Muslim Americans and American democracy subject of Jamal talk, April 22
Location:Robertson Hall Bowl 016
Audience:Open to the Public
Amaney Jamal, an assistant professor of politics and the Harold Willis Dodds Presidential University Preceptor at Princeton, will present a public talk titled “Muslim Americans: Enriching or Threatening American Democracy,” at 4:30 p.m. on Tuesday, April 22, in Bowl 016, Robertson Hall, on the Princeton University campus.;
Amaney Jamal’s current research focuses on democratization and the politics of civic engagement in the Middle East. She extends her research to the study of Muslim and Arab Americans, examining the pathways that structure their patterns of political and civic engagement in the US.
Jamal has written two books. The first book, “Barriers to Democracy,” explores the role of civic associations in promoting democratic effects in the Middle East. Her second book, “Race and Arab Americans Before and After 9/11: From Invisible Citizens to Visible Subjects,” an edited volume with Nadine Naber (University of Michigan), looks at the patterns and influences of Arab and Muslim American racialization processes. She is writing a third book on citizenship in the Arab world.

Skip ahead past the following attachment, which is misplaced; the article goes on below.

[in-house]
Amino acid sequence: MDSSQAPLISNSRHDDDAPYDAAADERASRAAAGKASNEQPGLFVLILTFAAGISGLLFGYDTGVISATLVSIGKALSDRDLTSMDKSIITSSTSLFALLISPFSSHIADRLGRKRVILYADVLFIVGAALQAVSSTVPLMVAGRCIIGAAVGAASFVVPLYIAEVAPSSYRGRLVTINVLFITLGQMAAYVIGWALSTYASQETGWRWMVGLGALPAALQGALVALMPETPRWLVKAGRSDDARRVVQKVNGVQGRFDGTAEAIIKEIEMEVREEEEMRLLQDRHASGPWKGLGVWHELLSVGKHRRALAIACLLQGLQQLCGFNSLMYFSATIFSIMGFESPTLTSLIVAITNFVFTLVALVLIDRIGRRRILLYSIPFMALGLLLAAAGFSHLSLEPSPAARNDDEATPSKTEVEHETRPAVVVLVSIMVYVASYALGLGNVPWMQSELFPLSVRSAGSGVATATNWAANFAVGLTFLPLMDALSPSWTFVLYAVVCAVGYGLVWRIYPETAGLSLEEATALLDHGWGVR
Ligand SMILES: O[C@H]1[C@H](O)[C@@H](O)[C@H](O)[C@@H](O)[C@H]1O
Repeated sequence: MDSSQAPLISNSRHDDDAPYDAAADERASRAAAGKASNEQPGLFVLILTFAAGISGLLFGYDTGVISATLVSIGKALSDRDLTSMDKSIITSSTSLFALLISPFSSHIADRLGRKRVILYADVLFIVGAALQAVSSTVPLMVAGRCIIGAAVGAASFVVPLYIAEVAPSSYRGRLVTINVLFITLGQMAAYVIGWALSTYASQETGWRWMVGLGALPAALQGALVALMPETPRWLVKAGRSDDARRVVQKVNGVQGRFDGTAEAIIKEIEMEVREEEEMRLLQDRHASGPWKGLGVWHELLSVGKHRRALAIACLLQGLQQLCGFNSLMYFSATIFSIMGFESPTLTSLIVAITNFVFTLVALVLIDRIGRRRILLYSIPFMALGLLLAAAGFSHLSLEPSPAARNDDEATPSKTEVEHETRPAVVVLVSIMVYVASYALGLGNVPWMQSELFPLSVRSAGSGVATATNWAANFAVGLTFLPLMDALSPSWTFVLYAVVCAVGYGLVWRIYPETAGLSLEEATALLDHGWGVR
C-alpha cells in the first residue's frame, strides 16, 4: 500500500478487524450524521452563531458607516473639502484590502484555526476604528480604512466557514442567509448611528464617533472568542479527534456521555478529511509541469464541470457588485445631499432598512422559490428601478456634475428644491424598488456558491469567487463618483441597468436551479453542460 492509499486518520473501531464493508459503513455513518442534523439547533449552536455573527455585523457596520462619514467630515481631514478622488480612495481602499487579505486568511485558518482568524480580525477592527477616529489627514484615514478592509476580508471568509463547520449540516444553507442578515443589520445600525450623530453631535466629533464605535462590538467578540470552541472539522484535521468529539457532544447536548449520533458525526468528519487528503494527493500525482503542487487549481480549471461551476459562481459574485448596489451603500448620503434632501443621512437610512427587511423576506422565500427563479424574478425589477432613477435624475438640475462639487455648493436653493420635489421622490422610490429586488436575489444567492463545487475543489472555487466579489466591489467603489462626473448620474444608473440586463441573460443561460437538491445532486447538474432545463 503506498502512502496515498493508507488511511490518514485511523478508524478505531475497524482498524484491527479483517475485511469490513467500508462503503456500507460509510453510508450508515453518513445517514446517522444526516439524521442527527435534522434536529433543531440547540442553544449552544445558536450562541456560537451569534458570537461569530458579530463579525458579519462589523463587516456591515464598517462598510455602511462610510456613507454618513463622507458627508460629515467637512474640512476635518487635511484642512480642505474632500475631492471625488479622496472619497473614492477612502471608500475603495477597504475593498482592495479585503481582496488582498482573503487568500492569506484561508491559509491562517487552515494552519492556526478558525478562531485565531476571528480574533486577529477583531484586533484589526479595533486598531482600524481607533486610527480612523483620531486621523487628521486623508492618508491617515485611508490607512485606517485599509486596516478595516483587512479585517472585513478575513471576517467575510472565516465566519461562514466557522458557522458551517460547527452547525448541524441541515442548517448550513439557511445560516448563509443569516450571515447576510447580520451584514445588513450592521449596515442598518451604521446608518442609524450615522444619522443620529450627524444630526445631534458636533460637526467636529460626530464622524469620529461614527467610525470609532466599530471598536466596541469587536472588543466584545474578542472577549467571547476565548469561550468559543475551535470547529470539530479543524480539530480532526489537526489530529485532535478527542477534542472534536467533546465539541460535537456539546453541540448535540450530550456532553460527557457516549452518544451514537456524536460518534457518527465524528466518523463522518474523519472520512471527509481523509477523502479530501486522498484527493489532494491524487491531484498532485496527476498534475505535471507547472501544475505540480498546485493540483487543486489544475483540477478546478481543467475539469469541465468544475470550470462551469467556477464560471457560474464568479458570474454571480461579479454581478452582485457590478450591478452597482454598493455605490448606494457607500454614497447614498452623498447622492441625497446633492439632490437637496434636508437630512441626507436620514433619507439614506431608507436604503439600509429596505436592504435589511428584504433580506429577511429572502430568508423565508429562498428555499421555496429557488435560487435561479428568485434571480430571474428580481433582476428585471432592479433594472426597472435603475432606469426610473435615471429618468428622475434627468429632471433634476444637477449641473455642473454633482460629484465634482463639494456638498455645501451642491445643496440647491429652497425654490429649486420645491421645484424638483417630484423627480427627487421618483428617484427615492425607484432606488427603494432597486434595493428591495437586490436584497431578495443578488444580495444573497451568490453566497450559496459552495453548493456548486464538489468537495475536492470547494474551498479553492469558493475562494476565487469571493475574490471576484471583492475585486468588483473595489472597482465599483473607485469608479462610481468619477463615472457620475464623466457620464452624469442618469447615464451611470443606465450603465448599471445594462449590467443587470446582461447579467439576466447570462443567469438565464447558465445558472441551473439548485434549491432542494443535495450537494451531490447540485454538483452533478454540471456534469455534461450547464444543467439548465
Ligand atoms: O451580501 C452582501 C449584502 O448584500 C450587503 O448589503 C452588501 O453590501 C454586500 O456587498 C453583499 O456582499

Jamal is principal investigator of "Mosques and Civic Incorporation of Muslim Americans," funded by the Muslims in New York Project at Columbia University; co-PI of the "Detroit Arab American Study," a sister survey to the Detroit Area Study, funded by the Russell Sage Foundation; co-PI of the Arab Barometer Project, and Senior Advisor on the Pew Research Center Project on Islam in America, 2006. In 2005, Jamal was named a Carnegie Scholar.
She received her Ph.D. from the University of Michigan.
This event is co-sponsored with the Woodrow Wilson School of Public and International Affairs and the Center for the Study of Religion. It is part of the “Crossroads of Religion and Politics” series, and is free and open to the public.